Search formAdvanced search

Active search filter
Macroeconomics and European Economic Policy

Books, journals and papers (883 hits)

If Piketty's main theoretical prediction (r > g leads to rising wealth inequality) is taken to its radical conclusion, then a small elite will own all wealth if capitalism is left to its own devices. We formulate and calibrate a Post-Keynesian model with an endogenous distribution of wealth between workers and capitalists which permits such a corner solution of all wealth held by capitalists. However, it also shows interior solutions with a stable, non-zero wealth share of workers, a stable wealth-to-income ratio, and a stable and positive gap between the profit and the growth rate determined by the Cambridge equation. More importantly, simulations show that the model conforms to Piketty's empirical findings during a transitional phase of increasing wealth inequality, which characterizes the current state of high-income countries: the wealth share of capitalists rises to over 60 percent, the wealth-to-income ratio increases, and income inequality rises. Finally, we show that the introduction of a wealth tax as suggested by Piketty could neutralize this rise in wealth concentration predicted by our model.
Vortrag, WU Wien, 24.-25.2.2020
Organised by: Austrian Economic Association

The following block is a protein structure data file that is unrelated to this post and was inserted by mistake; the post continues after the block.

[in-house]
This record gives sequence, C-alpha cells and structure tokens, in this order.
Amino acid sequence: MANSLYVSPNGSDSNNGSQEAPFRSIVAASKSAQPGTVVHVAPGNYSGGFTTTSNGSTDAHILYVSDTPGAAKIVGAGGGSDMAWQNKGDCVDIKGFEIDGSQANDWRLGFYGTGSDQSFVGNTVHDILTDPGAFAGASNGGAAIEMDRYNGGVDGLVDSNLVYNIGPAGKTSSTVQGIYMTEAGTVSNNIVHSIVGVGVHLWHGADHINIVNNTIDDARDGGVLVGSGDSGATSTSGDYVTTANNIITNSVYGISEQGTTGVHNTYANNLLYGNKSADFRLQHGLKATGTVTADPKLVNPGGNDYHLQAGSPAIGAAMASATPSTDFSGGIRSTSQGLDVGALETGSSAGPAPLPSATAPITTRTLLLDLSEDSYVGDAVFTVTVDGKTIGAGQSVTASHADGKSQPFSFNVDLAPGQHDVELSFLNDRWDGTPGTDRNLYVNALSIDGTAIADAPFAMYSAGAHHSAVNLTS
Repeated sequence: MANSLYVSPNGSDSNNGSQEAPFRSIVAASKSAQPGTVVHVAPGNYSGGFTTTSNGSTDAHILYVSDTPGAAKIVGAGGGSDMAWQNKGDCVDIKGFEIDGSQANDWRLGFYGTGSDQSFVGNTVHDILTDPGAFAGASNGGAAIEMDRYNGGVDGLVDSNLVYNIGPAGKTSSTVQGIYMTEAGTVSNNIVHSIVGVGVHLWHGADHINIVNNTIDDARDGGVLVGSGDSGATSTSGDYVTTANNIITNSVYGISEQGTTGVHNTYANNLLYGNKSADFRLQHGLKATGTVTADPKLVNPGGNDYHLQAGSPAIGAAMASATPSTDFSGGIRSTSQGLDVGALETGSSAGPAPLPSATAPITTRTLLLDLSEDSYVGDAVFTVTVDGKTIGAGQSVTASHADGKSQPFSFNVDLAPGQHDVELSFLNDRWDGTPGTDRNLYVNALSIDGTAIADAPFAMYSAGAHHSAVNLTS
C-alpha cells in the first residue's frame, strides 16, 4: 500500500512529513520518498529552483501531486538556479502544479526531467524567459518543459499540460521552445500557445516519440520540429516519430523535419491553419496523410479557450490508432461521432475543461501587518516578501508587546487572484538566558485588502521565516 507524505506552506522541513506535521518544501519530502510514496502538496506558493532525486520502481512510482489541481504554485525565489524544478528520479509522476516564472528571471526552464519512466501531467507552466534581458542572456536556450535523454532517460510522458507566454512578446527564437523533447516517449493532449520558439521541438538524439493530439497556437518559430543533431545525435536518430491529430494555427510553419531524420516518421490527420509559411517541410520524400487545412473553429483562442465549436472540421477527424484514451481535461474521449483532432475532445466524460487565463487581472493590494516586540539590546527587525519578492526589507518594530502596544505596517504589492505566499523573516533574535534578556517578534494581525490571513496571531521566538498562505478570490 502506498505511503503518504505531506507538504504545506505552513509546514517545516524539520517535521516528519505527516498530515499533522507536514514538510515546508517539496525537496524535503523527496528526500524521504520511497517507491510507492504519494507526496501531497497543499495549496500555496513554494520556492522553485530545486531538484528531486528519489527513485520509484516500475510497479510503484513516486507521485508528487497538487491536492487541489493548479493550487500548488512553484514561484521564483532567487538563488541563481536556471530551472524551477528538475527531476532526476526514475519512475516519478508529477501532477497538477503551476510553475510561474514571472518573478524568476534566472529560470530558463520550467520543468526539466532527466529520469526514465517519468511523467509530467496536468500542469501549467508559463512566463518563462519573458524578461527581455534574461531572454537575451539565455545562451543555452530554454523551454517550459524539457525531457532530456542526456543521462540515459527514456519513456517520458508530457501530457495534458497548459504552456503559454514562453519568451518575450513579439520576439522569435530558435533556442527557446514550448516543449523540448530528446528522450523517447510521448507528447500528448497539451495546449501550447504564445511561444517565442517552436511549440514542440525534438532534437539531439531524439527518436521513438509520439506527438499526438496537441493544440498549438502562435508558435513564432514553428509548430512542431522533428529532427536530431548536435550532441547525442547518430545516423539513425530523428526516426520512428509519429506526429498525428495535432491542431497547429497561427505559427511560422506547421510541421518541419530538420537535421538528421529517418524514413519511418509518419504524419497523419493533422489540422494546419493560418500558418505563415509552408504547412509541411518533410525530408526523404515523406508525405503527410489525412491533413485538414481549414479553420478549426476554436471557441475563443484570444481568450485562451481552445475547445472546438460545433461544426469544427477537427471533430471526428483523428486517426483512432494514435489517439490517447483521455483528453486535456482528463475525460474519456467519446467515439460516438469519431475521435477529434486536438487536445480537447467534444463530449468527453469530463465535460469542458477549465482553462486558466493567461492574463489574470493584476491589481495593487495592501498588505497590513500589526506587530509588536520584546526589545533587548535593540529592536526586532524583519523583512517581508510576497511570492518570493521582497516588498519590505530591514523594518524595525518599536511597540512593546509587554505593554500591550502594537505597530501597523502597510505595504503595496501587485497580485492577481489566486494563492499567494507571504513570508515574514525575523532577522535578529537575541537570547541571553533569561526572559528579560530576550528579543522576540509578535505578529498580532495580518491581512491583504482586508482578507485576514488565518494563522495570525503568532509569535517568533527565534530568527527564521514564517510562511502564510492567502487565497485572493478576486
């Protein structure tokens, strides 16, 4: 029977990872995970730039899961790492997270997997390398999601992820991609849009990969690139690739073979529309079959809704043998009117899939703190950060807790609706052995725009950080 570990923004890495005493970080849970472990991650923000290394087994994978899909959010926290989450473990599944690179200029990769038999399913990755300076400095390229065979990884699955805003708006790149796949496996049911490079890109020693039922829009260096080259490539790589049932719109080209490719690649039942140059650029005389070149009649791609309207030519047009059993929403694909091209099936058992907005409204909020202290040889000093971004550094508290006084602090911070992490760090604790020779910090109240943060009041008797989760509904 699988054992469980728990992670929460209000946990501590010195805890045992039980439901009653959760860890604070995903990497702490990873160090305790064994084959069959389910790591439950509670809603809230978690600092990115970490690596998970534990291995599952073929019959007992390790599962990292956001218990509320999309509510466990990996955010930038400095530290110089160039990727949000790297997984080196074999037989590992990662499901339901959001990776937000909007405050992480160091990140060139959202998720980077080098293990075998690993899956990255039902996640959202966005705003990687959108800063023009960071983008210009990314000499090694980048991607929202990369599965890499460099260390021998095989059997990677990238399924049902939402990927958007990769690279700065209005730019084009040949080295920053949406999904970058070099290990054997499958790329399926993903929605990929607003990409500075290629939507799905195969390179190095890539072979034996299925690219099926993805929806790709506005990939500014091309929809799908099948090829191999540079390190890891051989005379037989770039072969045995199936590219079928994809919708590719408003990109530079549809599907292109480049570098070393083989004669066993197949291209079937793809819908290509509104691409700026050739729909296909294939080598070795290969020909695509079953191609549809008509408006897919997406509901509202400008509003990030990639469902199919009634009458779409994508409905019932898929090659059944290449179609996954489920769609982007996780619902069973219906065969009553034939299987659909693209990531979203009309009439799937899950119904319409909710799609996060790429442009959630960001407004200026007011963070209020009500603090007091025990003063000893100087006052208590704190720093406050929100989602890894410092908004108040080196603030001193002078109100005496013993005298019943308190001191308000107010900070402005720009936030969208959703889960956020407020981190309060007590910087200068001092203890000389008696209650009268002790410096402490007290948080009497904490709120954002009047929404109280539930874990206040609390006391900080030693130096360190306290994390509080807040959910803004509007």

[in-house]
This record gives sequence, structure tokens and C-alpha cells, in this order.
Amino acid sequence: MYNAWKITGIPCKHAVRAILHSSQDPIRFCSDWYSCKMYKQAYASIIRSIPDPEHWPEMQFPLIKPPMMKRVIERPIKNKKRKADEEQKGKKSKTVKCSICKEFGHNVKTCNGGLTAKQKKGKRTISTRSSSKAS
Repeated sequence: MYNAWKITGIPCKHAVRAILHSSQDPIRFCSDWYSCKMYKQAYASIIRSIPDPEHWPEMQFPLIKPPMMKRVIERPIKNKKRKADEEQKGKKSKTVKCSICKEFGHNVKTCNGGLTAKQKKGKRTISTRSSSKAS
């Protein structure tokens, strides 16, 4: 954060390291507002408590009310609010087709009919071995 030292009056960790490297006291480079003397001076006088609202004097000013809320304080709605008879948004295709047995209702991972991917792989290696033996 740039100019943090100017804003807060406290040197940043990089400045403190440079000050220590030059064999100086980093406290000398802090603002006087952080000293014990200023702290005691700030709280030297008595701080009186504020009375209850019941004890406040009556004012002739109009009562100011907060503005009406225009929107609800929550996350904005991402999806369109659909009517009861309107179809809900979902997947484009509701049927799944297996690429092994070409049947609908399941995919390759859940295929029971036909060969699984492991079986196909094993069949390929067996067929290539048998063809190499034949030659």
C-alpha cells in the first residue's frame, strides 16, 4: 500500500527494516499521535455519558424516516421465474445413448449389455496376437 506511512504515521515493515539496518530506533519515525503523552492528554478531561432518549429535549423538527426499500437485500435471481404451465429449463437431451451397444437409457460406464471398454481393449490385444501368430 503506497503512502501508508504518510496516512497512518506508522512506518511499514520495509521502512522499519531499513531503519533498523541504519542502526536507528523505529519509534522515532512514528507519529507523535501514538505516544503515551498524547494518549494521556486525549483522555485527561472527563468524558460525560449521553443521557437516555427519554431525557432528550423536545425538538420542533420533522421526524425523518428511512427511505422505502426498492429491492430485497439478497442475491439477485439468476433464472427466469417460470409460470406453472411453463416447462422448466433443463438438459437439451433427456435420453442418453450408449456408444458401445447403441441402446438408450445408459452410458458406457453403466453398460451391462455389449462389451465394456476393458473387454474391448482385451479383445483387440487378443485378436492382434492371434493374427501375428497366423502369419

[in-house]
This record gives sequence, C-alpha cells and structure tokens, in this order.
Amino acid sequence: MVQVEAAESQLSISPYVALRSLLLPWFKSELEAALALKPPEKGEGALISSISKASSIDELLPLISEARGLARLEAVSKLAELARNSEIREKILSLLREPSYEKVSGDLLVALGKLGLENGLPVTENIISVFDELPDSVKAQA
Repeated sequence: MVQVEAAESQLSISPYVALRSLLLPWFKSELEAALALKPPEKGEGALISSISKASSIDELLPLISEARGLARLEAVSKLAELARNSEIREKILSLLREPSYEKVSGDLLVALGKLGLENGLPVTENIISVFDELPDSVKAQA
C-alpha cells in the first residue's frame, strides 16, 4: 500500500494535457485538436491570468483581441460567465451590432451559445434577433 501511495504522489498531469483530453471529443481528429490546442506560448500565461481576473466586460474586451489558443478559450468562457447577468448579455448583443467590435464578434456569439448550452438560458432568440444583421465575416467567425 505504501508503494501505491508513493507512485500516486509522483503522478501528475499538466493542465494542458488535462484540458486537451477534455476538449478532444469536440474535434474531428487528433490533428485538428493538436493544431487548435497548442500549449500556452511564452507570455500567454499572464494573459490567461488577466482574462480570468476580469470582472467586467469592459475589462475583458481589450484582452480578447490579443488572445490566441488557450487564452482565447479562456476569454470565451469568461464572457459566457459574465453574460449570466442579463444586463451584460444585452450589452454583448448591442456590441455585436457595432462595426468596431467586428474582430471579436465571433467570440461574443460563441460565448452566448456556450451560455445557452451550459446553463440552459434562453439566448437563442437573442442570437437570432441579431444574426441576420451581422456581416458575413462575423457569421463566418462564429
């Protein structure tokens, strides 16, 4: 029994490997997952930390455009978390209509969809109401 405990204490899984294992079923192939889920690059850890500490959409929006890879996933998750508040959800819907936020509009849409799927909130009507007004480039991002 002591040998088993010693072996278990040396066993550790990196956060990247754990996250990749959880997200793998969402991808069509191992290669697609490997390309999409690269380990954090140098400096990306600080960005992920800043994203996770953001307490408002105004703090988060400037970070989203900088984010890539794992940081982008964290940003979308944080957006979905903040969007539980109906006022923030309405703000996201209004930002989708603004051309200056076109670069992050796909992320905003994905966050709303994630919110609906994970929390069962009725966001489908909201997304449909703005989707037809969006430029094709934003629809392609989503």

We develop and calibrate an analytical growth model in the Post-Keynesian tradition with an endogenous wealth distribution and differential returns to wealth between workers and capitalists. We show that a long-run equilibrium allows for non-zero wealth owned by workers, even as the model contains the "triumph of the rentier" predicted by Piketty as a special case. The model's calibration to ten European countries shows that the distribution of wealth is likely to become more unequal in all cases, barring political countermeasures.
Vortrag, 17.12.2019
Fachbeirat Unternehmensstatistik und Außenhandel
Vortrag, Wien, 10.12.2019
Organised by: Federation of Austrian Industry
Austrian Institute of Economic Research economist Margit Schratzenstaller's intervention focused on the bigger picture. "Future-proofing fiscal policies is key to implementing current action plans to address increasing inequality, migration, and global warning", she said. A reform of the rules is therefore imperative to close the 600 billion € investment gap that the EU currently faces. A reformed EU budget should finance expenditure that yields more returns when engaged at the EU level, like R&D, and should be financed with innovative taxes that cannot be properly implemented at national level, like a financial transaction tax and an airline travel tax. Finally, "we desperately need a harmonisation of tax policy" she said, "to shift the burden away from labour taxation towards profit taxation, through for instance a minimum corporate tax".
Vortrag, Tulln, 18.11.2019
Organised by: Unternehmensservice der Stadtgemeinde Tulln
Vortrag, Wien, 14.11.2019
Organised by: Economic Chamber Vienna, Landesgremium Wien des Maschinen- und Technologiehandels, Sparte Handel
Vortrag, Vienna, 13.11.2019
Organised by: Federal Ministry for Europe, Integration and Foreign Affairs